As part of our commitment to the education and professional development of UC Berkeley students, the Terner Center highlights exceptional student work that connects to our mission and research agenda. The analyses and policy proposals put forth in these projects may not be reflective of the official position of the Terner Center. This piece is the fourth in a series by recent graduates of the City and Regional Planning and Public Policy graduate programs at UC Berkeley. The full report is available here. The End of the Mortgage “Dark Age”? Fintech and the Equity Implications of Disruptive Technology in the U.S. Residential…


Strengthening Feasibility Studies for Inclusionary Housing Policies

Posted on by Terner Center

Paired with other public investments and financing products, inclusionary zoning policies can increase the supply of affordable housing, particularly in high-cost regions. Inclusionary policies work by requiring or offering incentives to developers to include below-market-rate (BMR) units in new housing developments, or pay a fee to an affordable housing fund in the city’s budget. These policies also can include offsets to developers, such as density bonuses or permitting streamlining. As Grounded Solutions Network and Lincoln Land Institute identified in a recent study, over 800 jurisdictions in the United States currently have inclusionary zoning programs. Yet these policies can be controversial,…


Announcing New Resources for Understanding Land Use in California

Posted on by Terner Center

Local land use--the accumulated set of decisions and policies about whether, how, and what we build--is a current that runs throughout much of our work here at the Terner Center. Land use policy not only shapes the supply of housing in a region, but is also deeply intertwined with sustainability, economic mobility, and access to neighborhoods and opportunity. Made possible by funding from the Department of Housing and Community Development, in 2017 the Terner Center launched a survey of planners across the state to learn more about local land use policy contexts in California. Today we are delighted to release…


InnovateHousing: New Ideas on the Future of Home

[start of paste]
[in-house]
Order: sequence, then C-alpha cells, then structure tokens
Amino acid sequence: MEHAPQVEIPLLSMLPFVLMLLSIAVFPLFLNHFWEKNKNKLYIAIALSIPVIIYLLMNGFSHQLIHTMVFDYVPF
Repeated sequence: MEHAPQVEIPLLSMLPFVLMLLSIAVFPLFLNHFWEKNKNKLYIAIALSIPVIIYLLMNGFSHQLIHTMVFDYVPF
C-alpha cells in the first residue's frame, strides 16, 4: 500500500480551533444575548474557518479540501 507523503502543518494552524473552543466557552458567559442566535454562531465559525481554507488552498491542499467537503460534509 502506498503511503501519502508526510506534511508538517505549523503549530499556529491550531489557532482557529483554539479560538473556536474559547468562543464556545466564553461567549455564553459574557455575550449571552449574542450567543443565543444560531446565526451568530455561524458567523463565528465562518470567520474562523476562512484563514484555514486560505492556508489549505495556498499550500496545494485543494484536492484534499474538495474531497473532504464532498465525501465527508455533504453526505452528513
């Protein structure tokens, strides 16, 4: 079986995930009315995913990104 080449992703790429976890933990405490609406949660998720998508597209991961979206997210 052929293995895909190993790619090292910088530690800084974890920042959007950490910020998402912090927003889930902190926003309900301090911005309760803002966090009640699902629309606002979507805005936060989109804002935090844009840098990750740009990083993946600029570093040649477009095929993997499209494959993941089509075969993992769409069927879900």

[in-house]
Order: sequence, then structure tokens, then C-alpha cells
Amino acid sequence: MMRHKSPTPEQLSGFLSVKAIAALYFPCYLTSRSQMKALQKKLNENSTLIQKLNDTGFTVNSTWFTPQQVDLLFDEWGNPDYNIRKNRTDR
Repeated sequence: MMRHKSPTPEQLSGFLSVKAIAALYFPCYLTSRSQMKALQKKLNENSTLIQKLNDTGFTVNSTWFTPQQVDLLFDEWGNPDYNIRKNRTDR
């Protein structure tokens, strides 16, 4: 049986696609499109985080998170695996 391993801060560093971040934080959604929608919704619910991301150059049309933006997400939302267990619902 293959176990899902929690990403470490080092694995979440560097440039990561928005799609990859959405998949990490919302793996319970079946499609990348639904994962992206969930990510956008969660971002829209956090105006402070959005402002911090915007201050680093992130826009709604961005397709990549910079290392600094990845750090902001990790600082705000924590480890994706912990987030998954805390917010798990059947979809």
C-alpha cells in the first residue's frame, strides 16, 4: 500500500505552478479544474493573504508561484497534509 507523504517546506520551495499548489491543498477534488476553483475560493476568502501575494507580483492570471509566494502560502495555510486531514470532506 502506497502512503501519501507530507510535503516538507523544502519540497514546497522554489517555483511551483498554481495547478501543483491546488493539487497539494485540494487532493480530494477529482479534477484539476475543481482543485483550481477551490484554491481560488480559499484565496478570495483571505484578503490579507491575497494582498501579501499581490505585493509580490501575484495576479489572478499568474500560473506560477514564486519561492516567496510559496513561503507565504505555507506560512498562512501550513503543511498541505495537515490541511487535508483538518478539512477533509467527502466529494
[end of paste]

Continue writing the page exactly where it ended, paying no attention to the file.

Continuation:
Posted on by Terner Center

In the face of a national housing crisis, where an unprecedented number of families are struggling to afford a home, can technology and the tech sector offer solutions? This was a key question animating InnovateHousing: New Ideas on the Future of Home, co-hosted by the Terner Center and Fannie Mae on Thursday, November 8th. The conference was invitation-only, but also accessible via a livestream. It brought together over four hundred people in-person and virtually, with a huge diversity of stakeholders and sectors represented on the panels and in the audience, including policymakers, entrepreneurs, lenders, developers, academics, and advocates. In opening…


Disparity In Departure: Los Angeles Region Supplement

Posted on by Elizabeth Kneebone and Issi Romem

This study was published jointly by BuildZoom and the Terner Center for Housing Innovation at UC Berkeley. Source: https://en.wikipedia.org/wiki/Coachella_Valley The Bay Area is undoubtedly at the forefront of a housing affordability crisis that is pricing a growing number of households—particularly lower-income households and households of color—out of the region. But it is not alone. Those same price pressures are apparent in other parts of the state (and country), including the Los Angeles region. While the two regions are different in many ways, they are similar in two key respects: both have powerful economies that have been drawing people in for a long time, and…


Are Tiny Houses Useful and Feasible for Addressing the Homelessness Crisis?

Posted on by Rebecca Coleman

As part of our commitment to the education and professional development of UC Berkeley students, the Terner Center highlights exceptional student work that connects to our mission and research agenda. The analyses and policy proposals put forth in these projects may not be reflective of the official position of the Terner Center. This piece is the fourth in a series to be released this summer by recent graduates of the City and Regional Planning and Public Policy graduate programs at UC Berkeley. The full report is available here. Tiny houses are on many people’s minds as a possible solution to address our homelessness…